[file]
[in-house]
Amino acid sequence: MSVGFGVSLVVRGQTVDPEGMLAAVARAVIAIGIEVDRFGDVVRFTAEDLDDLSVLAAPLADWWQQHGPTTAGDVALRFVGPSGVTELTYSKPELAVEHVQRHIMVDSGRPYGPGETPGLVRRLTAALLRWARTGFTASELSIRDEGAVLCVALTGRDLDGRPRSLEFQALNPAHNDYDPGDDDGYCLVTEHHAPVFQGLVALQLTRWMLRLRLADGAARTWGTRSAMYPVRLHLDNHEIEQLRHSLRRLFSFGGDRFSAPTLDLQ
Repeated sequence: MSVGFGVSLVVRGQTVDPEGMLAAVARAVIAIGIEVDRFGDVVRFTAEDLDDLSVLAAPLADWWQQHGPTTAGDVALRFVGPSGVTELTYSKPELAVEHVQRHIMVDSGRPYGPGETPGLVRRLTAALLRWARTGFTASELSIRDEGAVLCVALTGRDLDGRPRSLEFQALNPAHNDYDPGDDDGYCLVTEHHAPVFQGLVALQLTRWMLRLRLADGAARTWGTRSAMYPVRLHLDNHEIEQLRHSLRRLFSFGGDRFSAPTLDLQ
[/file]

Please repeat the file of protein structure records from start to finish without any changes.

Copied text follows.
[in-house]
Amino acid sequence: MSVGFGVSLVVRGQTVDPEGMLAAVARAVIAIGIEVDRFGDVVRFTAEDLDDLSVLAAPLADWWQQHGPTTAGDVALRFVGPSGVTELTYSKPELAVEHVQRHIMVDSGRPYGPGETPGLVRRLTAALLRWARTGFTASELSIRDEGAVLCVALTGRDLDGRPRSLEFQALNPAHNDYDPGDDDGYCLVTEHHAPVFQGLVALQLTRWMLRLRLADGAARTWGTRSAMYPVRLHLDNHEIEQLRHSLRRLFSFGGDRFSAPTLDLQ
Repeated sequence: MSVGFGVSLVVRGQTVDPEGMLAAVARAVIAIGIEVDRFGDVVRFTAEDLDDLSVLAAPLADWWQQHGPTTAGDVALRFVGPSGVTELTYSKPELAVEHVQRHIMVDSGRPYGPGETPGLVRRLTAALLRWARTGFTASELSIRDEGAVLCVALTGRDLDGRPRSLEFQALNPAHNDYDPGDDDGYCLVTEHHAPVFQGLVALQLTRWMLRLRLADGAARTWGTRSAMYPVRLHLDNHEIEQLRHSLRRLFSFGGDRFSAPTLDLQ